Well, in some ways my first day of the clinical trial was a trial indeed. I arrived at 6:45 AM and left at 8:10 PM—”And thereby hangs a tale” (from As You Like It). Yes, much of the day felt Shakespearean.
First things first. Yesterday taught me that I am absolutely in the best place at the right time. The staff at Sarah Cannon Research Institute and TN Oncology are extraordinarily compassionate and skilled. In the last month, the tumor in my neck (cleverly hidden by scarves) has grown to golf-ball size, and my C-125 marker has jumped to 296 (from 76 in August; “normal” is below 35; when I was diagnosed it was 585; ugh). As I learned yesterday, what this means is that my cancer is again active after only a short time off treatment. Another round of chemotherapy is an option but one with great toxicity and thus not a long-term solution. Since this clinical trial directly targets the protein on my cancer cells with an antibiotic specifically designed for that protein, the study drug may be effective, and I am very, very grateful to have qualified for this trial.
Looking back on my experience yesterday, I can now talk about it without the emotion of the day. Having a blood IV inserted in my veins was hard, requiring access at three different locations because I have awful veins. Then a little way past the halfway mark of the two-hour study drug infusion, I had a reaction. All at once, I was chilled and flushed and nauseous and heaving; if I had had the strength I would have pulled everything out. Thank the Lord James was there: I said the word “nauseous” and he was out the door calling for help. In a matter of seconds, the room was filled with doctor and nurses and staff. The drug was stopped, anti-nausea IV started, ice-pack put on my neck, and another blanket placed over me. Once I stabilized, the study drug was started again at half the rate, and there were no more issues. Of course, that incident pushed the ending time back, and then I had a six-hour post treatment series of blood draws and vital signs. As the hours dragged on, all I wanted was to get home and crawl under the covers and hide. Thirteen hours plus was a bit of a long day.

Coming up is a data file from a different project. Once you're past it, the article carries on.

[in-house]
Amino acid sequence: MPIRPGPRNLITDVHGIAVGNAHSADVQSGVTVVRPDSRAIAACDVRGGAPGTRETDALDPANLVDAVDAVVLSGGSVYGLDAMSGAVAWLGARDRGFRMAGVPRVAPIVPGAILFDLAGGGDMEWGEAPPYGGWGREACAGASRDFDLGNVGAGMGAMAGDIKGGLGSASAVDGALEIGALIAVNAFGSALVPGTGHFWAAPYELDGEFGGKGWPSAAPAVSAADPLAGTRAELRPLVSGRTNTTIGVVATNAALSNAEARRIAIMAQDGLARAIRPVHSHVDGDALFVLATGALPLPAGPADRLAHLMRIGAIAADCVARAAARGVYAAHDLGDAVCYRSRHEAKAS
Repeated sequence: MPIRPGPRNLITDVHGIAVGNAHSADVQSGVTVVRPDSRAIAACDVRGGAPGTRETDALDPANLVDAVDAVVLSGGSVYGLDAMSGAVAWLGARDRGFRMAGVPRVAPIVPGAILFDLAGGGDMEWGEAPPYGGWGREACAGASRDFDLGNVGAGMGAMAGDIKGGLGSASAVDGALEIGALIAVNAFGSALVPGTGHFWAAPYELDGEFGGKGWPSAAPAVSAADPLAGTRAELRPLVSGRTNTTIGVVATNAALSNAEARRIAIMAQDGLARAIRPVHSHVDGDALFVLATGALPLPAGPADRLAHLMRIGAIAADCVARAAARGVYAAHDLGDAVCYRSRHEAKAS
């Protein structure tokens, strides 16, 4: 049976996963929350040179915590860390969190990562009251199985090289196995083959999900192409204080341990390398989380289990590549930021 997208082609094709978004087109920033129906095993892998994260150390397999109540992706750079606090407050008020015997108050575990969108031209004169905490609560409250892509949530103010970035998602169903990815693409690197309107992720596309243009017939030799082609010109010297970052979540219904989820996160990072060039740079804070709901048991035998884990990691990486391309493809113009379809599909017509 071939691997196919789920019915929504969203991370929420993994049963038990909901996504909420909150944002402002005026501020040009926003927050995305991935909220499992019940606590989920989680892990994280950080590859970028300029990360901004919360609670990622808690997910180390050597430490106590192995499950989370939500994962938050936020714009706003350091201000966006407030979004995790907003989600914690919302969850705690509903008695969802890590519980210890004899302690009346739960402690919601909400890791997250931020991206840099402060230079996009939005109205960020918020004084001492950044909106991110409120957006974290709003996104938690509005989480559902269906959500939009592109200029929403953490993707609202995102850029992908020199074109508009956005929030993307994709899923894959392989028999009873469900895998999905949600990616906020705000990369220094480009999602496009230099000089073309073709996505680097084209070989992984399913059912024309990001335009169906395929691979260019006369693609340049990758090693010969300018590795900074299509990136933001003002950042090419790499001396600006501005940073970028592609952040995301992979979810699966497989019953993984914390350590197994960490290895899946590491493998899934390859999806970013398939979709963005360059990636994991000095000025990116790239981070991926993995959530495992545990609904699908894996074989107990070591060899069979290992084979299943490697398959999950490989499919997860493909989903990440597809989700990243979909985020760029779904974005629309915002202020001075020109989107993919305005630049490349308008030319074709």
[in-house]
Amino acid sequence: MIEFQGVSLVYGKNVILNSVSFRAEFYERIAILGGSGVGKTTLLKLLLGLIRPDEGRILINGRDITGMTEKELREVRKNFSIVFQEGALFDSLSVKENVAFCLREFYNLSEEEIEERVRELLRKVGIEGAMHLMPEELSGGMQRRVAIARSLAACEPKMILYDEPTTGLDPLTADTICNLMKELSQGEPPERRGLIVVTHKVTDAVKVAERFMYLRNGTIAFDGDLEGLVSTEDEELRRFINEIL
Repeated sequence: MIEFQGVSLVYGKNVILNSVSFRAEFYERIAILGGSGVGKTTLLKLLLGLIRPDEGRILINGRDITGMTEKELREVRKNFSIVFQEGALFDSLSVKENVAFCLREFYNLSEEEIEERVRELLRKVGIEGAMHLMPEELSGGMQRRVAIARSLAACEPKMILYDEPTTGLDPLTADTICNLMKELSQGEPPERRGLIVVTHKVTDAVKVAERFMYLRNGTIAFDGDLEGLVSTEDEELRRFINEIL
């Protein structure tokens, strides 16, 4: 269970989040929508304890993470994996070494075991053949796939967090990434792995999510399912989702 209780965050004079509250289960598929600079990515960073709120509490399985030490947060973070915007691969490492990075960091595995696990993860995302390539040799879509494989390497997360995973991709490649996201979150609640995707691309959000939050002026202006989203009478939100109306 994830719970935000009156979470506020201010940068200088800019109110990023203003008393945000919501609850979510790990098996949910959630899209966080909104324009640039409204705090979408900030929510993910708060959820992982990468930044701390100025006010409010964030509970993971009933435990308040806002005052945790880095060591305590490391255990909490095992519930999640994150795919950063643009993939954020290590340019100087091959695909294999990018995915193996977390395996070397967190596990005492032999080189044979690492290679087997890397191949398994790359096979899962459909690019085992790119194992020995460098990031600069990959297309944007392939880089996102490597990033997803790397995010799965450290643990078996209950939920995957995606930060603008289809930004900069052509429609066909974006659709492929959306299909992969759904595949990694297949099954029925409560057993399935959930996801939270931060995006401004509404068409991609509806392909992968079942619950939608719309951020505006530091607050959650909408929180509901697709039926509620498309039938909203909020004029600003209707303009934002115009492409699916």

I felt better this morning but stayed home to rest. Then I was back at Sarah Cannon in the afternoon for lab work and visits with an oncology physician’s assistant and my nurse from yesterday. All the numbers looked fine, and I was encouraged to learn that reactions sometimes occur with trials that have antibiotics. It seems that the body is not happy to have a huge infusion of an antibiotic interfering with its ignoring the presence of cancer cells. They tell me that it probably won’t happen again because the body has adjusted. No matter if that’s the case, yesterday proved that the staff is ready for anything, and that’s very comforting for a patient. I have another lab/visit appointment tomorrow to be sure everything is on target, and then I’ll be on a regular schedule every Tuesday until December 10. At that point, the drug company sponsor will determine if I should continue based on the scans and other numbers.
The reality is that this trial lets me participate in the something that may eventually treat cancers that have this type of protein. I’m in one of early stages of the process, but I have that protein (B7-H3) and I am receiving that antibody which may address the cancer cell. What this means for me is yet unknown, but I am glad to be a participant in a trial like this.
Several times in this post I have almost written something like “This gives me hope,” but I couldn’t because that is not true. My hope is not in the trial or its outcome. My hope is firmly placed in the One who has ordered my days before one of them came to be (see Psalm 139:16). Other verses about hope come to my mind too:
• Yes, my soul, find rest in God; my hope comes from him. Truly he is my rock and my salvation; he is my fortress, I will not be shaken. (Psalm 62:5)
• For you have been my hope, Sovereign Lord, my confidence since my youth. (Psalm 71:5)
• …but those who hope in the Lord will renew their strength. They will soar on wings like eagles; they will run and not grow weary, they will walk and not be faint. (Isaiah 40:31) [Go, Eagles!]
• “For I know the plans I have for you,” declares the Lord, “plans to prosper you and not to harm you, plans to give you hope and a future. (Jeremiah 29:11)
• Yet this I call to mind and therefore I have hope: Because of the LORD’s great love we are not consumed, for his compassions never fail. (Lamentations 3:21-22)
• May the God of hope fill you with all joy and peace as you trust in him, so that you may overflow with hope by the power of the Holy Spirit. (Romans 15:13)
• We have this hope as an anchor for the soul, firm and secure. (Hebrews 6:19)
• Let us hold unswervingly to the hope we profess, for he who promised is faithful. (Hebrews 10:23)
Fixing my trust, my faith, my hope on Him is the only way through this cancer experience. It is what it is—and He is Who He is. May I hold fast to the truth and know that He has already prepared the way.